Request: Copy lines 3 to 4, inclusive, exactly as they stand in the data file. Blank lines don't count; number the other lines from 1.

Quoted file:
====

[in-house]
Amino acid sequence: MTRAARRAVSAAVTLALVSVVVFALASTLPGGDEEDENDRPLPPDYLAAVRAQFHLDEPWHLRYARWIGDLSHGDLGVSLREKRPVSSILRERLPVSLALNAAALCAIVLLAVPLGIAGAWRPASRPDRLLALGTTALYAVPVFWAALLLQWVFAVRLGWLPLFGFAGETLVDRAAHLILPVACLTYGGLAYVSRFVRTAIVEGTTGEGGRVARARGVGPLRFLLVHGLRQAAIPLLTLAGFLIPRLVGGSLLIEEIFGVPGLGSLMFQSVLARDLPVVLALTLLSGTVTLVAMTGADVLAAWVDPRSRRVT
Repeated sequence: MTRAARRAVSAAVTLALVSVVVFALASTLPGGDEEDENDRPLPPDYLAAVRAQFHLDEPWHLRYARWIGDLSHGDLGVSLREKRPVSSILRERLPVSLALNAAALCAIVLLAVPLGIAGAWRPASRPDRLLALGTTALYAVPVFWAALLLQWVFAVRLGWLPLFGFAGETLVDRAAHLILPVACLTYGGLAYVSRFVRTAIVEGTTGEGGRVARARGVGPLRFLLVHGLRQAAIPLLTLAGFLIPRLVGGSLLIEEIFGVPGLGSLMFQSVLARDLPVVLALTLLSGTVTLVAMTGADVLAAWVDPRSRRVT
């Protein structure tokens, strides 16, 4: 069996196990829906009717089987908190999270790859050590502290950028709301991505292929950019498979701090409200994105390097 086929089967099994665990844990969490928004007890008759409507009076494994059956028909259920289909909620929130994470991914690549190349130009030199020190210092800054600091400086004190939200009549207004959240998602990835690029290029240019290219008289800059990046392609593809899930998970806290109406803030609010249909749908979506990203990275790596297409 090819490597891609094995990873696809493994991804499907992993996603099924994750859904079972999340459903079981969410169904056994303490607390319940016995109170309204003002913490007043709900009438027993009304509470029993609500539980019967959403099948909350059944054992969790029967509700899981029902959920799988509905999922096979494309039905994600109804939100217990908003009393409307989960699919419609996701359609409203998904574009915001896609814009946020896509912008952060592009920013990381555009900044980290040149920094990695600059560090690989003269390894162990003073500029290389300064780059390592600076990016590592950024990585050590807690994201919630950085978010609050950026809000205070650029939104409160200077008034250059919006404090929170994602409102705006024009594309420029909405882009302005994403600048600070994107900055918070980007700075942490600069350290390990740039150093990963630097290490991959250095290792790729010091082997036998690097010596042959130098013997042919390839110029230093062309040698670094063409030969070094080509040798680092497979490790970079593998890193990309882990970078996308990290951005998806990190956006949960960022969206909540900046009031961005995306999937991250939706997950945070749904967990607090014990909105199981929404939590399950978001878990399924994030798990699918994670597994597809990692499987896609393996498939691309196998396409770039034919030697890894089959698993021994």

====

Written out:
Repeated sequence: MTRAARRAVSAAVTLALVSVVVFALASTLPGGDEEDENDRPLPPDYLAAVRAQFHLDEPWHLRYARWIGDLSHGDLGVSLREKRPVSSILRERLPVSLALNAAALCAIVLLAVPLGIAGAWRPASRPDRLLALGTTALYAVPVFWAALLLQWVFAVRLGWLPLFGFAGETLVDRAAHLILPVACLTYGGLAYVSRFVRTAIVEGTTGEGGRVARARGVGPLRFLLVHGLRQAAIPLLTLAGFLIPRLVGGSLLIEEIFGVPGLGSLMFQSVLARDLPVVLALTLLSGTVTLVAMTGADVLAAWVDPRSRRVT
């Protein structure tokens, strides 16, 4: 069996196990829906009717089987908190999270790859050590502290950028709301991505292929950019498979701090409200994105390097 086929089967099994665990844990969490928004007890008759409507009076494994059956028909259920289909909620929130994470991914690549190349130009030199020190210092800054600091400086004190939200009549207004959240998602990835690029290029240019290219008289800059990046392609593809899930998970806290109406803030609010249909749908979506990203990275790596297409 090819490597891609094995990873696809493994991804499907992993996603099924994750859904079972999340459903079981969410169904056994303490607390319940016995109170309204003002913490007043709900009438027993009304509470029993609500539980019967959403099948909350059944054992969790029967509700899981029902959920799988509905999922096979494309039905994600109804939100217990908003009393409307989960699919419609996701359609409203998904574009915001896609814009946020896509912008952060592009920013990381555009900044980290040149920094990695600059560090690989003269390894162990003073500029290389300064780059390592600076990016590592950024990585050590807690994201919630950085978010609050950026809000205070650029939104409160200077008034250059919006404090929170994602409102705006024009594309420029909405882009302005994403600048600070994107900055918070980007700075942490600069350290390990740039150093990963630097290490991959250095290792790729010091082997036998690097010596042959130098013997042919390839110029230093062309040698670094063409030969070094080509040798680092497979490790970079593998890193990309882990970078996308990290951005998806990190956006949960960022969206909540900046009031961005995306999937991250939706997950945070749904967990607090014990909105199981929404939590399950978001878990399924994030798990699918994670597994597809990692499987896609393996498939691309196998396409770039034919030697890894089959698993021994």